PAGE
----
North Cascades Lodge at Stehekin Review

One of the few places out of state we visited this year was Stehekin, Washington which is part of the North Cascades National Park complex. This is a remote town nestled in a valley surrounded by mountains and a lake, and the only ways to get there are either by foot or boat making it a perfect place for a socially distanced COVID vacation. Instead of hiking in, we opted for the Lady Express ferry from nearby Chelan.

Because of the pandemic and also the fact that North Cascades is one of the least visited national parks in the country, Mrs. Lite and I had no problems getting a nice room with an excellent view for our stay.

The room:

Lodging choices are limited in Stehekin. We stayed at North Cascades Lodge, which offers a variety of room types including cabins, motel-style rooms, and a lake house. We chose a cabin (one of the ones with a kitchen), which is a bit of a misnomer since it’s three “cabin” rooms side by side under the same roof with sharing walls.



As is the case with most national park lodging, the rooms are basic with no frills; what you’re paying for is location. Overall, the room was fine with a comfortable bed, but the walls between units are a little thin. During part of our stay, we were the only occupied room, but on other days we could hear a family with kids on one side and a couple getting their freak on on the other side. If there’s a way to request one of the end cabins instead of the middle one, I’d try for that.

The kitchen was fully stocked with all the necessary plates and cutlery, and the included free coffee, Seattle’s Best, was incredibly good.

Coffee pot, toaster, mini-stove, and various kitchen accountrements

In the back of the cabin is a deck that overlooks the lake and mountains, but this area offers no privacy from your neighbors since there’s no barrier other than a small railing that separates the three deck areas.


The bathroom was small but clean, and the shower had plenty of heat and good water pressure. The sink is a little small for washing clothes, so we ended up using the much larger kitchen sink to launder our stuff and used the chairs on the rear deck to hang them to dry.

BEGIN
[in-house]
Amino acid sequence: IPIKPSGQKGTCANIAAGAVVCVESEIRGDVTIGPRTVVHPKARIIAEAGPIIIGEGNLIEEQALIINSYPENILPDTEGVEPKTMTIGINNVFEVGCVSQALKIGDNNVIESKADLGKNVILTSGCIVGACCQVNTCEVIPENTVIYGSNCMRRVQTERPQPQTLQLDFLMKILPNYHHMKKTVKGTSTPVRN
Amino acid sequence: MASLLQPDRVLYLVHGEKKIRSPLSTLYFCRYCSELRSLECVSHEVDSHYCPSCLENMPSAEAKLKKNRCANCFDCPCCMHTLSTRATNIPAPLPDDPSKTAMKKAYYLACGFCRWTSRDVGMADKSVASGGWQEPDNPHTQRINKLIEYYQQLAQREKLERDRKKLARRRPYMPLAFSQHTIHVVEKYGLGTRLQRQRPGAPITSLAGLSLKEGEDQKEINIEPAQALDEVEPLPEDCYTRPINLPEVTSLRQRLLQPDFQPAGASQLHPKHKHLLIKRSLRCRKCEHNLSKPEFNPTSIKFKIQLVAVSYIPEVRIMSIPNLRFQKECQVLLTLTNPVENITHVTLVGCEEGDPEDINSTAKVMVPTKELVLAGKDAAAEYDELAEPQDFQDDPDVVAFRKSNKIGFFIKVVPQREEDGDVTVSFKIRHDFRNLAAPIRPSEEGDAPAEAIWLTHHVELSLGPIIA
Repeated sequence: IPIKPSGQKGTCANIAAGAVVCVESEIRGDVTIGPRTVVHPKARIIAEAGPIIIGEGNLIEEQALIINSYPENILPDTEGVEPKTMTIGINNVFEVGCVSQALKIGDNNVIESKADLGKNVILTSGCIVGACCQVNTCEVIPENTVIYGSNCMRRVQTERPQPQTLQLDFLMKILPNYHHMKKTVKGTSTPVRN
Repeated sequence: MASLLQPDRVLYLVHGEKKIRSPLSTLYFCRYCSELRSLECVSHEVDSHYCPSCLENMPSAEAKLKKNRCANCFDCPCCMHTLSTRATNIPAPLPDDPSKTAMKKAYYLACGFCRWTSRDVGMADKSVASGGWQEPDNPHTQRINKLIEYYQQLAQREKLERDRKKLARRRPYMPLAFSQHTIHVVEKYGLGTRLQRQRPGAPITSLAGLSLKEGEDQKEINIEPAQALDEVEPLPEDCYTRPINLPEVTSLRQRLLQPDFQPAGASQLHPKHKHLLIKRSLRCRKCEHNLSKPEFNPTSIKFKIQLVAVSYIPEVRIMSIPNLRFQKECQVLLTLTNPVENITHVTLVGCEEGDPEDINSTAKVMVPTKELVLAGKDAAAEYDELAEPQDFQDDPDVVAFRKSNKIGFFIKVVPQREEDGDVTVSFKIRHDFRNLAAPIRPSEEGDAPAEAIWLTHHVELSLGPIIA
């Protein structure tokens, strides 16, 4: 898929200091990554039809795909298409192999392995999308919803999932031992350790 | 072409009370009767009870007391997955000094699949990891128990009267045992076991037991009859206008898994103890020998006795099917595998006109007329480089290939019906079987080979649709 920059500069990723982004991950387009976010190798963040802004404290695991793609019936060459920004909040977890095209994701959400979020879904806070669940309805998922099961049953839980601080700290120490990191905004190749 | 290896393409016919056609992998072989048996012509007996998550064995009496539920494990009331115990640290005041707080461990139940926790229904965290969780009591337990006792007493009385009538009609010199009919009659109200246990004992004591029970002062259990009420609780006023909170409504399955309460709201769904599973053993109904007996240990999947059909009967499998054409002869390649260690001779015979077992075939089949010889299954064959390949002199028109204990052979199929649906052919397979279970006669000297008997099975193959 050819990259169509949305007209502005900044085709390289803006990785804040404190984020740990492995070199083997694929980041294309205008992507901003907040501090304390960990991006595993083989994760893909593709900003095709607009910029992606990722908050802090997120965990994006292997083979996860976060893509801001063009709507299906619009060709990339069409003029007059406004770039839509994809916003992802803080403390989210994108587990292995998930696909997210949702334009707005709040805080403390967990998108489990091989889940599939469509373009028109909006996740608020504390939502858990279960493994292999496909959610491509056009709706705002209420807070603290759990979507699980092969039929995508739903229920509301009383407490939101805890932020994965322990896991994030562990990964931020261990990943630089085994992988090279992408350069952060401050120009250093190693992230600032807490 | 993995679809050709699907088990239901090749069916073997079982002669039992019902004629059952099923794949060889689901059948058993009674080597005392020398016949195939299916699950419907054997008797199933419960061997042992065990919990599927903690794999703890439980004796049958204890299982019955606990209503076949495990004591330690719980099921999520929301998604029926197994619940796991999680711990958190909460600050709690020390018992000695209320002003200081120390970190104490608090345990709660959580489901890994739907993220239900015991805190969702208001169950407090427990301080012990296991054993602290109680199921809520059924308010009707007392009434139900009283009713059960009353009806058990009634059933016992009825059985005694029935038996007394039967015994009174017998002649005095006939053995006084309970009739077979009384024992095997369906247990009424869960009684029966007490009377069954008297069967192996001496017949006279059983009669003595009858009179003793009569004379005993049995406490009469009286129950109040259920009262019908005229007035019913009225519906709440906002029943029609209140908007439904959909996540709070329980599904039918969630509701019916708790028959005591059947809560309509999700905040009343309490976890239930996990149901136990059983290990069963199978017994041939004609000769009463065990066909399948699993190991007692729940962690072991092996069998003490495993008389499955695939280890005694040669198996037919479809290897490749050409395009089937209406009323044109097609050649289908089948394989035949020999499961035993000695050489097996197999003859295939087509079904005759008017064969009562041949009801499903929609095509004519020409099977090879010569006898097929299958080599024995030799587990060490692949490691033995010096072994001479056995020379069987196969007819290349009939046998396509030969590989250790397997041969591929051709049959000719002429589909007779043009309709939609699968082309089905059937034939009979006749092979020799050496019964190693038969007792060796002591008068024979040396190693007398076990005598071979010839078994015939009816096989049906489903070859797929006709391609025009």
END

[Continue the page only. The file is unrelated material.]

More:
Food & beverages:

If you plan on getting a room with a kitchen to do some cooking, consider buying your groceries in Chelan before you board the ferry. There is a little general store at the lodge, but choices are limited and what food they do have is marked up in price by 2-3x. Much to our pleasant surprise, what is not marked up is beer and wine. They offered a respectable selection of your standard domestic beers as well as Moose Drool, Alaskan Amber, and Torpedo IPA, all for $2 per bottle.

Also onsite is a restaurant which is open for breakfast, lunch, and dinner. We picked up meals from here several times during our stay, and overall the food was very good. The New York strip in particular was excellent, and each dinner comes with a freshly baked baguette which was one of the best things ever. Prices are a little high, but it’s about what you would expect in a remote national park restaurant.


A little over a mile north of the lodge on Stehekin Valley Road is an outdoor market called Stehekin Garden that sells locally grown fresh fruit and vegetables. We got some broccolini, zucchini, cucumber, and red pears from here to accompany our dinner foodstuffs. There’s also a bakery further north called Stehekin Pastry Company that has good reviews, but we never ate there so I can’t comment on the food.

Miscellaneous info:

There’s no cell phone service anywhere in Stehekin, so come prepared for that. There’s also no wifi in any of the rooms. I read somewhere that limited slow wifi is available somewhere around the restaurant or general store, but I never checked. It was refreshing being completely disconnected for most of the week.

If you want to get around Stehekin faster than you can walk, there’s a nearby bicycle rental place where you can pay by either the hour or the day. Even if you don’t want to ride the entire length of the Stehekin Valley Road, it’s worth getting a bike for a few hours to see Rainbow Falls a few miles up the road.


Being in the mountains, Stehekin is close to several hiking trails of varying degrees of length and difficulty. Here’s a detailed list. The one that Mrs Lite and I enjoyed the most was Purple Pass, which starts behind the visitor center. We didn’t go the entire way to the top, but the views even a few miles in are superb.

Overall we thoroughly enjoyed our stay at North Cascades Lodge. It would have been great even during normal times, but given the unique circumstances of this year, it was the perfect temporary escape from real life.

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